Most famously, the recurring accounts of Selkirk’s ordeal and triumph led to the printing of one of the most successful novels ever. In 1719, Daniel Defoe published “Robinson Crusoe.” Published and republished, the subject of plays, movies, and television, Robinson Crusoe is one of the most recognisable fictional characters of all time and one of the few based on a real person with a real story of tremendous accomplishment.
William Parry Murphy of Stoughton, Wisconsin was born on this date in 1892. He was an American physician who shared the Nobel Prize in Physiology or Medicine in 1934 with George Richards Minot and George Hoyt Whipple for their combined work in devising and treating macrocytic anaemia (specifically, pernicious anaemia). He was educated at the public schools of Wisconsin and Oregon. He completed his A.B. degree in 1914 from the University of Oregon. He completed his M.D. in 1922 from Harvard Medical School. In 1924, Murphy bled dogs to make them anaemic (work inspired by war injury work), and then fed them various substances to gauge their improvement. He discovered that ingesting large amounts of liver seemed to restore anaemia more quickly of all foods. Minot and Whipple then set about to chemically isolate the curative substance. These investigations showed that iron in the liver was responsible for curing anaemia from bleeding, but meanwhile, liver had been tried on people with pernicious anaemia and some effect as seen there, also. The active ingredient, in this case, found serendipitously, was not iron, but rather a water-soluble extract containing a new substance. From this extract, chemists ultimately were able to isolate vitamin B12 from the liver. Even before the vitamin had been completely characterised, the knowledge that raw liver and its extracts treated pernicious anaemia (previously a terminal disease) was a major advance in medicine. Murphy married Pearl Harriett Adams on September 10, 1919. They had a son, Dr William P. Murphy Jr., and a daughter, Priscilla Adams.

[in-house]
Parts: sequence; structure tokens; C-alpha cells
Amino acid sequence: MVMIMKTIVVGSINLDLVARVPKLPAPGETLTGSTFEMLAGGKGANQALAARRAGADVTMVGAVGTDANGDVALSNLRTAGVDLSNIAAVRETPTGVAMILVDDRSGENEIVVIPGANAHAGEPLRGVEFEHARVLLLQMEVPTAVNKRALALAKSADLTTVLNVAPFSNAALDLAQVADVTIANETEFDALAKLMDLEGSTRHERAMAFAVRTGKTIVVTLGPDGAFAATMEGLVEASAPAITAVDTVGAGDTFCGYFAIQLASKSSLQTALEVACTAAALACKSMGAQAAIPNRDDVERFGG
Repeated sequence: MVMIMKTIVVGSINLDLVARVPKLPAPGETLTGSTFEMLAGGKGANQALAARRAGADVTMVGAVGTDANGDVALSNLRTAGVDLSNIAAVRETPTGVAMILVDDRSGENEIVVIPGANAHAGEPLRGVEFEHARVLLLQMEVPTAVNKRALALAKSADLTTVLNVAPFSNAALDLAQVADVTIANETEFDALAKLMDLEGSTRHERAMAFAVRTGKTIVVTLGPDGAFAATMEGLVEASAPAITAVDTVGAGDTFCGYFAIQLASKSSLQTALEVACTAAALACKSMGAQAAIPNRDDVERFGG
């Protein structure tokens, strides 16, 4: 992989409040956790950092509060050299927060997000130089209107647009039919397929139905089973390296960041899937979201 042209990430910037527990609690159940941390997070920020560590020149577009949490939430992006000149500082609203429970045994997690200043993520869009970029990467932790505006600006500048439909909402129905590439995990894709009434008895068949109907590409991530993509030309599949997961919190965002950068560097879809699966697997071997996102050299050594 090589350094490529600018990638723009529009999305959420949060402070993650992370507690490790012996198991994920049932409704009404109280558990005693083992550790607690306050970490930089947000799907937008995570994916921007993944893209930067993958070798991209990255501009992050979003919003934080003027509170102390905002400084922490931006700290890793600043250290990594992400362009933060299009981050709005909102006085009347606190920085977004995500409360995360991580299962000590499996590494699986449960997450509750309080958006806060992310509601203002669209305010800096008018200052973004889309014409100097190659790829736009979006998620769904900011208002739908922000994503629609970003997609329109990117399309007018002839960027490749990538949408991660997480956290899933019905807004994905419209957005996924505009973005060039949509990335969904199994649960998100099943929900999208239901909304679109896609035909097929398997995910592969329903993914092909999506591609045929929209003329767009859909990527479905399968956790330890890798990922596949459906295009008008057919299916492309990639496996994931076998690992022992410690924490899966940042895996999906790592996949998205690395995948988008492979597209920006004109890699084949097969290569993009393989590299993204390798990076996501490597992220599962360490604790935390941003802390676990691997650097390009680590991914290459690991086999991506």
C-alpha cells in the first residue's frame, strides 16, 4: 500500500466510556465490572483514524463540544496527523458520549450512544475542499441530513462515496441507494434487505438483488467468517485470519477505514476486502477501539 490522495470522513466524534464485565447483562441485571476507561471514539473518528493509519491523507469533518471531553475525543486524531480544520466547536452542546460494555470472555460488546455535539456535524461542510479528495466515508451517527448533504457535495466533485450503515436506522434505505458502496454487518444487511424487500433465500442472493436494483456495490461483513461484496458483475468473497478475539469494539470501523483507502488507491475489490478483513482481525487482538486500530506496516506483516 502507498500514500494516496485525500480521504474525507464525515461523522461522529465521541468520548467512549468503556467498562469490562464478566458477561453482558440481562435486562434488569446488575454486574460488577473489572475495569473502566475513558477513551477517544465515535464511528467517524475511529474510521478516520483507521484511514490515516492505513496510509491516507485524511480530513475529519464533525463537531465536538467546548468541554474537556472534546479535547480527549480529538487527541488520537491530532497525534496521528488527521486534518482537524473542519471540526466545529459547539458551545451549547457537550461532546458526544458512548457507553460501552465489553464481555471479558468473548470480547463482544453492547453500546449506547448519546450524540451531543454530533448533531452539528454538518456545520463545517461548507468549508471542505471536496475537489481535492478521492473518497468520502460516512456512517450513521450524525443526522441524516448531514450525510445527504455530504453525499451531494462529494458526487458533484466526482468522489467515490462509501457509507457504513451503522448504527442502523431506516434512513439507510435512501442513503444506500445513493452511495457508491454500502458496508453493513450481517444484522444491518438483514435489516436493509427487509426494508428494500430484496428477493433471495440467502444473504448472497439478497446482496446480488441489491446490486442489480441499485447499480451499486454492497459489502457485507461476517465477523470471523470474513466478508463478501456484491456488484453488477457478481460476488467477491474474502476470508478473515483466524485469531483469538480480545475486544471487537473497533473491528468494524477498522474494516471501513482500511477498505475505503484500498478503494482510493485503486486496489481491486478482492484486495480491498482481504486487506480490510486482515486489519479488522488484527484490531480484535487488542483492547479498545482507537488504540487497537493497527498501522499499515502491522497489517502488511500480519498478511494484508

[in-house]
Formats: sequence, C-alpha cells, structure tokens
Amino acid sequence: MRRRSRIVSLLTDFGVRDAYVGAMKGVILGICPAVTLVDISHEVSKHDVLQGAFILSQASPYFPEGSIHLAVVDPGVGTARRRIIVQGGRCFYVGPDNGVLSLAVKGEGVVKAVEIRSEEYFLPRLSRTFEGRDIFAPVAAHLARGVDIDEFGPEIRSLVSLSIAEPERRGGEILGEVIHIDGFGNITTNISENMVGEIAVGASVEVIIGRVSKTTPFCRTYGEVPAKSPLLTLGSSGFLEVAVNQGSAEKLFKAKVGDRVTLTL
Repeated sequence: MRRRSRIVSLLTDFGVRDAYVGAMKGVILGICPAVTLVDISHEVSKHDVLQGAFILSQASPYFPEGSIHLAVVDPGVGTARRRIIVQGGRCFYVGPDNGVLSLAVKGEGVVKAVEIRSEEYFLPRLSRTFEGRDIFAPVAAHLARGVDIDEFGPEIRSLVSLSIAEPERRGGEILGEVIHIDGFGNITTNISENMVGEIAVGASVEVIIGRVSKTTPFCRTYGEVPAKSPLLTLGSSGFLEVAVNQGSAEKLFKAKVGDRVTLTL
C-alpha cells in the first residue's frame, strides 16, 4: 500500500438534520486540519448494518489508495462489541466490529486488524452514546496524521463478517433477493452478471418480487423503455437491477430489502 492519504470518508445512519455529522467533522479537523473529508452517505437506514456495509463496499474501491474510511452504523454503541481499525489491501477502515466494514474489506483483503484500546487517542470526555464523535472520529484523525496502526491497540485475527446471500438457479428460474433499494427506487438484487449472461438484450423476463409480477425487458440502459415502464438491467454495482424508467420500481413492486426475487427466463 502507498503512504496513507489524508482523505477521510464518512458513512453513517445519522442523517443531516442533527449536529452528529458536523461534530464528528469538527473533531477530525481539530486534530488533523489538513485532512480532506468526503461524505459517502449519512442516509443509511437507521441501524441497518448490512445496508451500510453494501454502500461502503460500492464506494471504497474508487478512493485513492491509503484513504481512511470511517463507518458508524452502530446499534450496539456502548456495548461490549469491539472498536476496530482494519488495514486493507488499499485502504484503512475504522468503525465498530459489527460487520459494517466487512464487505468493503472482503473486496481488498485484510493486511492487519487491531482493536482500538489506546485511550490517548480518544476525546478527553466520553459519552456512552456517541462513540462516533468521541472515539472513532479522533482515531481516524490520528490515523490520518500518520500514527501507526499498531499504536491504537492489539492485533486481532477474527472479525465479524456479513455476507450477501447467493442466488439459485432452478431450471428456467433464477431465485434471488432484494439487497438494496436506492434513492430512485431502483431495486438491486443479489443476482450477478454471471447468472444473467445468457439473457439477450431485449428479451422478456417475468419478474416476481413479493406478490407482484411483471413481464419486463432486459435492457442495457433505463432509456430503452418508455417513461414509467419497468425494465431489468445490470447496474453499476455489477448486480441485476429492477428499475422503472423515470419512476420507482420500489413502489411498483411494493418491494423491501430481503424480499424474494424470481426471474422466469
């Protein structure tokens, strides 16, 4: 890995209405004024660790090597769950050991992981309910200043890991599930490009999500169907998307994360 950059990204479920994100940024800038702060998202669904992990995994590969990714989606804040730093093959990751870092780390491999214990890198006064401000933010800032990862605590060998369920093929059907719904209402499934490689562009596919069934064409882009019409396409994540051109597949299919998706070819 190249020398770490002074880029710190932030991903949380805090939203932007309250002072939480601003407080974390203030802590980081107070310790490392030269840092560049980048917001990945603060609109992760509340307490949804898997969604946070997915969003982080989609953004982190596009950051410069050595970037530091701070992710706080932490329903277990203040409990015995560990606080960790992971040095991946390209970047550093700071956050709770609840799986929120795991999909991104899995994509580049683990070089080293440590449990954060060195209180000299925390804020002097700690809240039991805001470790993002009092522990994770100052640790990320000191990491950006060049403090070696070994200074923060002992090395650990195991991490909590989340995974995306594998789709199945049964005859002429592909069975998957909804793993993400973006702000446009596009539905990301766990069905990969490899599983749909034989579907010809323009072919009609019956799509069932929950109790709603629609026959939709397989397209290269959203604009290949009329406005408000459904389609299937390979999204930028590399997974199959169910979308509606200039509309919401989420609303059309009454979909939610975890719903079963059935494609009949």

Max Ferdinand Perutz, OM, CH, CBE, FRS died on this date in 2002. He was an Austrian-born British molecular biologist, who shared the 1962 Nobel Prize for Chemistry with John Kendrew, for their studies of the structures of haemoglobin and myoglobin. He went on to win the Royal Medal of the Royal Society in 1971 and the Copley Medal in 1979. At Cambridge, he founded and chaired (1962–79) The Medical Research Council Laboratory of Molecular Biology, fourteen of whose scientists have won Nobel Prizes. Perutz’s contributions to molecular biology in Cambridge are documented in The History of the University of Cambridge: Volume 4 (1870 to 1990) published by the Cambridge University Press in 1992.